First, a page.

Last fall, a sixth-grader in Virginia was suspended for 364 days and charged with possession of an illicit drug, punishment for violating his school's drug policy. His crime? Having a leaf in his backpack that looked like, but conclusively wasn't, marijuana.
According to the boy's parents, the trouble began last September when officials at Bedford Middle School searched their 11-year-old son's bag based on a tip from other students. Inside, they found a lighter and the offending foliage, a single crumpled leaf.
Their son was soon suspended for "possession of marijuana," a charge he also faced in juvenile court. However, when the boy's court date finally came in November, his parents learned the leaf had tested negative for marijuana three separate times.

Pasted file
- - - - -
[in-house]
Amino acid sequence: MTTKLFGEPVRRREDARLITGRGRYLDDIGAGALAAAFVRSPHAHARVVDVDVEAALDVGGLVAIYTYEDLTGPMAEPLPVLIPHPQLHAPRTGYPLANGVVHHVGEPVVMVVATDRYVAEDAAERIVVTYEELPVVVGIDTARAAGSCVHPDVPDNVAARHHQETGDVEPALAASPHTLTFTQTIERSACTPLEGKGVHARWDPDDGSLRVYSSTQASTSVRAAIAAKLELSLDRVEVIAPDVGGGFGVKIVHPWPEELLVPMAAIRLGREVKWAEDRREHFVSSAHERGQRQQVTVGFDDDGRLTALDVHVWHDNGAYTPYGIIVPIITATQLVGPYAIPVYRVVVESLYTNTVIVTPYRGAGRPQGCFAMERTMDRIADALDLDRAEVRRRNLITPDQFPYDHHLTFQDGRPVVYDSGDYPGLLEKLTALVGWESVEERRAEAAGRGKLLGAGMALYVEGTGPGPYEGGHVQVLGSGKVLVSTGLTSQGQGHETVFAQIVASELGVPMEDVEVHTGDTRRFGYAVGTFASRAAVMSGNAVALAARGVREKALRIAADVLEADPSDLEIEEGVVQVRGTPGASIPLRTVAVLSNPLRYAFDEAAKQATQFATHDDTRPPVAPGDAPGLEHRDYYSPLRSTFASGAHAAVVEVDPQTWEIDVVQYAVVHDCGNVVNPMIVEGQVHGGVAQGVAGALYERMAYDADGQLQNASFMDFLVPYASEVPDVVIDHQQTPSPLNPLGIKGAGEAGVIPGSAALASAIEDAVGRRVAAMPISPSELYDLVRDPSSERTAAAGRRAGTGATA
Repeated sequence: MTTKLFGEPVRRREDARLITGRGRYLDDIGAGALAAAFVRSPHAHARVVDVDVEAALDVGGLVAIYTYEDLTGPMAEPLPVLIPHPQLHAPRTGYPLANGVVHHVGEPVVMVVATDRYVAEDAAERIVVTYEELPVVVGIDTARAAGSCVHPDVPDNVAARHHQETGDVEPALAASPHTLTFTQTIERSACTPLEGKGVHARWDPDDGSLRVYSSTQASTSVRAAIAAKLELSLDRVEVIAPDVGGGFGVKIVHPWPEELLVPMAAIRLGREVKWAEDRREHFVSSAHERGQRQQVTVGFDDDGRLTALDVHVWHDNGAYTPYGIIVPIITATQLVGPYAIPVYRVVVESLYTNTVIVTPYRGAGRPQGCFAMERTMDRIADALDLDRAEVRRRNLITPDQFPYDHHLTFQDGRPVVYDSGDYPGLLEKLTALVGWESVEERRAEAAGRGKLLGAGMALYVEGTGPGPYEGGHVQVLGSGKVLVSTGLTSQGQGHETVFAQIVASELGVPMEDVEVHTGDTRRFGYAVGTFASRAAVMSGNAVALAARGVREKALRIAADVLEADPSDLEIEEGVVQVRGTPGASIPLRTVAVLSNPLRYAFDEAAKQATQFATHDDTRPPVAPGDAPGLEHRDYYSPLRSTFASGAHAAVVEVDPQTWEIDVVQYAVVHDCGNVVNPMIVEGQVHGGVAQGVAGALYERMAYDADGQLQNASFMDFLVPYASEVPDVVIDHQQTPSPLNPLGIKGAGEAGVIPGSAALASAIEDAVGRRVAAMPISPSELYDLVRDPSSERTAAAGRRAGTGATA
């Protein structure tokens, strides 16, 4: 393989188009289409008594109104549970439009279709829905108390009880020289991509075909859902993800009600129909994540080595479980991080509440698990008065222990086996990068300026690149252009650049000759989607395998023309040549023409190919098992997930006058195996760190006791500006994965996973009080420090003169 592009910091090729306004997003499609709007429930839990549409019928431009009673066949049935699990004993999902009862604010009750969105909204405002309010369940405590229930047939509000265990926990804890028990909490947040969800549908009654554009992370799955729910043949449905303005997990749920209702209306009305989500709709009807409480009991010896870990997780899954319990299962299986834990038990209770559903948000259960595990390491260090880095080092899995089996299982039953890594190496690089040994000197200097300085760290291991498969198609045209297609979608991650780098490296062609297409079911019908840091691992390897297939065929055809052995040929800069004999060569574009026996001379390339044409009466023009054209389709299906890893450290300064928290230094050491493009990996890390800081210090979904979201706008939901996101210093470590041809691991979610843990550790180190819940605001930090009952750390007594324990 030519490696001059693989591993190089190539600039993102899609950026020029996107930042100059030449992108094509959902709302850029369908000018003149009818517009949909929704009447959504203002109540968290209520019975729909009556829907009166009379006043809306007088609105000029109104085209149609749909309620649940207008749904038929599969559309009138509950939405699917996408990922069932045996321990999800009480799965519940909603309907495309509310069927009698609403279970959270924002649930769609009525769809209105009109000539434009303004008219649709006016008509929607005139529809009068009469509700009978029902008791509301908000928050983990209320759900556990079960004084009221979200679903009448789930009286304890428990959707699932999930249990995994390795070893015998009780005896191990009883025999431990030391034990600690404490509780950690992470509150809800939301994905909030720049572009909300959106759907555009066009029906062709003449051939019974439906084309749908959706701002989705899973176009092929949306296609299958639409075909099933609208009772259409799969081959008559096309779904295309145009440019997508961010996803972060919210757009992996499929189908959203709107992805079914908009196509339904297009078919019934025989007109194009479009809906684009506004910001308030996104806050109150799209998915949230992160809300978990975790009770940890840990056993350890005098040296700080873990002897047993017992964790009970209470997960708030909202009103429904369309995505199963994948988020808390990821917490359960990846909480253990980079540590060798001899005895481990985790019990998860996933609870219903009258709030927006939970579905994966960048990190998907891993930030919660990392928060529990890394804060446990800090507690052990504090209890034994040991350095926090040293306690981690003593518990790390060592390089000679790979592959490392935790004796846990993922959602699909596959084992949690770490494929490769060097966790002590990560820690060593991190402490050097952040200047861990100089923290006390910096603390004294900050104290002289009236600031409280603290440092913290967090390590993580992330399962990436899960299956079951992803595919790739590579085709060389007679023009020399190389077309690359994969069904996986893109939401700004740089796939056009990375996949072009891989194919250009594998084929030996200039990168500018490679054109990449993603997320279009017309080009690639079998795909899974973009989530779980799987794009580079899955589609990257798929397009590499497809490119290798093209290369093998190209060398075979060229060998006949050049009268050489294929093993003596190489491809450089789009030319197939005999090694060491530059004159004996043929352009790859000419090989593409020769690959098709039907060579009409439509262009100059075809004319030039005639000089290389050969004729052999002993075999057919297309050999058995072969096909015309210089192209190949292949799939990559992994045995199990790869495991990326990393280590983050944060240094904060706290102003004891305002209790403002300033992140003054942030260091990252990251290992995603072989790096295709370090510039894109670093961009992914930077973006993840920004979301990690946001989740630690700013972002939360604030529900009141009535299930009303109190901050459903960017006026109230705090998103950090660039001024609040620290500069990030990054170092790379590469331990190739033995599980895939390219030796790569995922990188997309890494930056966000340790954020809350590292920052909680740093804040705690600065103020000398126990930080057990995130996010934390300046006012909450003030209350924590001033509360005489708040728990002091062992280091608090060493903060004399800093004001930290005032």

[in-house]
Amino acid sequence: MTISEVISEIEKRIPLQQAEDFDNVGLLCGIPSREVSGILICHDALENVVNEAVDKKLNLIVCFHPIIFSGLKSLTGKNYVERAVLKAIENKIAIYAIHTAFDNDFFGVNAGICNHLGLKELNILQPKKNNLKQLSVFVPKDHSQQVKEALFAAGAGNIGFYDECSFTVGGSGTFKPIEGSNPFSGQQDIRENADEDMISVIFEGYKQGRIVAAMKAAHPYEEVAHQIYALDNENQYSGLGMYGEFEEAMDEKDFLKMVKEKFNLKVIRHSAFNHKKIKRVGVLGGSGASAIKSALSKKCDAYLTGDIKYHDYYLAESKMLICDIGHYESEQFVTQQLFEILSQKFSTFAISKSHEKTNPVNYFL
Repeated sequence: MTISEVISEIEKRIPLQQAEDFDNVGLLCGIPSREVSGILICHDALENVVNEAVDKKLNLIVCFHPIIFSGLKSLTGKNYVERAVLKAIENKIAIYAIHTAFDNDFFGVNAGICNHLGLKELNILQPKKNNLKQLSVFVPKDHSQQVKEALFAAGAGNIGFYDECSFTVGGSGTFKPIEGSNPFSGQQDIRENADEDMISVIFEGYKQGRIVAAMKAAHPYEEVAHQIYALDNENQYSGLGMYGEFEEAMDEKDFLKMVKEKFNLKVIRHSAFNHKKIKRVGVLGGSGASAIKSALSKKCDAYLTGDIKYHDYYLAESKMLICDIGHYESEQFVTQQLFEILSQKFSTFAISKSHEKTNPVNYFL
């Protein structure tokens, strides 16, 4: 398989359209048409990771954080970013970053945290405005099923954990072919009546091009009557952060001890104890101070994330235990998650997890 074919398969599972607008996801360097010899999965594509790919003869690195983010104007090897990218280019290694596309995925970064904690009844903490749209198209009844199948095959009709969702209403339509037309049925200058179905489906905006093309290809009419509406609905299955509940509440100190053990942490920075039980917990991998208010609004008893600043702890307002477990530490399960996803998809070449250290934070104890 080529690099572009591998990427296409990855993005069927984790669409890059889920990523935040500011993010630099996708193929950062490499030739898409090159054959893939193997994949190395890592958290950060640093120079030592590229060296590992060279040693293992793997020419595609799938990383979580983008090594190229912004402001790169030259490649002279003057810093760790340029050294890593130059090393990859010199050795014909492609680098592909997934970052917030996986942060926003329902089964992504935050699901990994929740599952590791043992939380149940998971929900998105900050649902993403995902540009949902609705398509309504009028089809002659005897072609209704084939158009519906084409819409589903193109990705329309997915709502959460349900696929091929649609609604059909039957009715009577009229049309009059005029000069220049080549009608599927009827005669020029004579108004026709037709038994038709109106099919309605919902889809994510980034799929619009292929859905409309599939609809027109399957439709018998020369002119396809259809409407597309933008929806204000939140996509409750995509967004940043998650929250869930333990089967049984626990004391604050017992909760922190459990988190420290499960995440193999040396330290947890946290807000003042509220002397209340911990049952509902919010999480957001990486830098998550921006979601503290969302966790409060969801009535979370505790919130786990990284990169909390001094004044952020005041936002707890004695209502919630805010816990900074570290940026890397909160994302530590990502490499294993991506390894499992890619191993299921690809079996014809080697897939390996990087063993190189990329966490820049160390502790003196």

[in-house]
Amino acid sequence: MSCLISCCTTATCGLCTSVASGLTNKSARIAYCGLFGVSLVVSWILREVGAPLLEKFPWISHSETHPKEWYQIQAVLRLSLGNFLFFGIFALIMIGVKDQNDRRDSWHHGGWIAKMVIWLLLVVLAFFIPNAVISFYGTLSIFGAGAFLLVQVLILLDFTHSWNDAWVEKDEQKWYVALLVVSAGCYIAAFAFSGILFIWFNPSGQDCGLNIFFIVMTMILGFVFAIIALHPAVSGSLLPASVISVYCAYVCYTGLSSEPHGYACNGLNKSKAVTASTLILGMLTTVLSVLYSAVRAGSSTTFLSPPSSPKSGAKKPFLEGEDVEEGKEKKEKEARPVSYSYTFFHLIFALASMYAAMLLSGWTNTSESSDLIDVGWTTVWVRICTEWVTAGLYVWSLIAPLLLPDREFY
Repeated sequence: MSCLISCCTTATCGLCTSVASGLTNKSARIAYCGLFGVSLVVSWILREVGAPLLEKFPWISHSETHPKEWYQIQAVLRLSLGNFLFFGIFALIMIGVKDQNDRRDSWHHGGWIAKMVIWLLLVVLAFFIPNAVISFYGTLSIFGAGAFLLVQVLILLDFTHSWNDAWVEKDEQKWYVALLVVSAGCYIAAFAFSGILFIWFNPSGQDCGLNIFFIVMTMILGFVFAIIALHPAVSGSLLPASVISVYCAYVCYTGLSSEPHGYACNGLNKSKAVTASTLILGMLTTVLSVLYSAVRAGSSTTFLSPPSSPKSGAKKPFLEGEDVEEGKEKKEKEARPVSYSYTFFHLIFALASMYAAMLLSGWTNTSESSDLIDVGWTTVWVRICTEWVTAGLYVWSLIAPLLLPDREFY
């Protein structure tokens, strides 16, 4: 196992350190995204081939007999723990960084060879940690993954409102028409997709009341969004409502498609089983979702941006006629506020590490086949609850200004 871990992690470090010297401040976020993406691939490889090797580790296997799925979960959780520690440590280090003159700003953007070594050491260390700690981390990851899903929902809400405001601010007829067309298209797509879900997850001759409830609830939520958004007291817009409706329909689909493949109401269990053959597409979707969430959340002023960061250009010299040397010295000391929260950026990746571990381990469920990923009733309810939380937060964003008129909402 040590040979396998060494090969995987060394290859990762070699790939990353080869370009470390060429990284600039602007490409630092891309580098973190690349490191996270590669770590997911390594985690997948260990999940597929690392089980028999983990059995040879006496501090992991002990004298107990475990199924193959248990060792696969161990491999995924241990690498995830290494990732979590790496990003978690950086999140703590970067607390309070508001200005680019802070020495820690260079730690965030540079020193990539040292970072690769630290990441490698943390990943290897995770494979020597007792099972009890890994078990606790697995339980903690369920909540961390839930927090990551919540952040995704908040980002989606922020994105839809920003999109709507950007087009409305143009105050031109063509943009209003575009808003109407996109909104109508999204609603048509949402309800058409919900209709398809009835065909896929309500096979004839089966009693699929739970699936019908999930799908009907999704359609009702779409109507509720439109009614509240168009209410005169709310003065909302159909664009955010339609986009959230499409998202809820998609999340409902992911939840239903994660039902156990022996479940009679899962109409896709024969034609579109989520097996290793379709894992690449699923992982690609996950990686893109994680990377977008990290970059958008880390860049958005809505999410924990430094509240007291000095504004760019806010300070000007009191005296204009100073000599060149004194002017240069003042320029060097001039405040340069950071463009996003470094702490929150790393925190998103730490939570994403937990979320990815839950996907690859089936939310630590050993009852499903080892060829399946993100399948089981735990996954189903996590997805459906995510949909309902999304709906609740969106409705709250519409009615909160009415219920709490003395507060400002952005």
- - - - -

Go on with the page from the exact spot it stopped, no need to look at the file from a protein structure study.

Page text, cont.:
"The field test came back not inconclusive, but negative," the parents' lawyer told The Roanoke Times. "Yet [the school's police officer] went to a magistrate and swore he possessed marijuana at school."
The court charge was then dropped, but the boy's suspension remained, the school's operations chief reportedly saying, "The court system and the school system were two different entities."
According to the school board's attorney, the school's anti-drug policy treats possession of real drugs and "imitation" drugs—such as a cannabis-like Japanese maple leaf—the same, tellingThe Roanoke Times, "It's the same punishment and exactly the same result."
In the meantime, the boy's parents have filed a lawsuit for malicious prosecution and violation of due process, seeking unspecified damages. "We intend to see what a jury would say about that," the parents' attorney said.